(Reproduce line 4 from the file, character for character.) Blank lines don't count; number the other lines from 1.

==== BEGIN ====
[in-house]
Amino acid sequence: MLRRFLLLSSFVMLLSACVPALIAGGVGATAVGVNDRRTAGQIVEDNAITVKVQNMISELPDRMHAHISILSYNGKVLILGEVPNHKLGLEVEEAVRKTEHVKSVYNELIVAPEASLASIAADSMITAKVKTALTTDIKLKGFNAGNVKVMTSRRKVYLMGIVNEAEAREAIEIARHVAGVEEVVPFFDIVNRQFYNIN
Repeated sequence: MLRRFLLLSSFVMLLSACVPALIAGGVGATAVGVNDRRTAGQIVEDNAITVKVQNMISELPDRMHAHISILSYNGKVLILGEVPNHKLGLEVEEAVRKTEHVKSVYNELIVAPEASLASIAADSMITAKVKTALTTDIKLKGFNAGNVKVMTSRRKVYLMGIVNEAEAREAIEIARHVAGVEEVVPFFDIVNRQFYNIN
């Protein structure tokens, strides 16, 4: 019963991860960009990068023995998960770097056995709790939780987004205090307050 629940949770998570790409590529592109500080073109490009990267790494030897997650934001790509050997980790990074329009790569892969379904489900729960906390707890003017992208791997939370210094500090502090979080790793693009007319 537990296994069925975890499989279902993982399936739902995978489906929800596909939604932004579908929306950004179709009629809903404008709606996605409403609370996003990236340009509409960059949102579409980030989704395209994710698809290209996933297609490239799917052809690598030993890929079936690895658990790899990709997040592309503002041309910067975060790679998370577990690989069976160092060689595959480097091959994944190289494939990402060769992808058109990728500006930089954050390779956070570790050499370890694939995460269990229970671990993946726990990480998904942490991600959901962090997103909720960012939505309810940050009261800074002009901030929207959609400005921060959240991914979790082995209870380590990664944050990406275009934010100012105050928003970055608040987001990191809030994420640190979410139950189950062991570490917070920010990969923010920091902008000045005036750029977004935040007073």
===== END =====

């Protein structure tokens, strides 16, 4: 019963991860960009990068023995998960770097056995709790939780987004205090307050 629940949770998570790409590529592109500080073109490009990267790494030897997650934001790509050997980790990074329009790569892969379904489900729960906390707890003017992208791997939370210094500090502090979080790793693009007319 537990296994069925975890499989279902993982399936739902995978489906929800596909939604932004579908929306950004179709009629809903404008709606996605409403609370996003990236340009509409960059949102579409980030989704395209994710698809290209996933297609490239799917052809690598030993890929079936690895658990790899990709997040592309503002041309910067975060790679998370577990690989069976160092060689595959480097091959994944190289494939990402060769992808058109990728500006930089954050390779956070570790050499370890694939995460269990229970671990993946726990990480998904942490991600959901962090997103909720960012939505309810940050009261800074002009901030929207959609400005921060959240991914979790082995209870380590990664944050990406275009934010100012105050928003970055608040987001990191809030994420640190979410139950189950062991570490917070920010990969923010920091902008000045005036750029977004935040007073």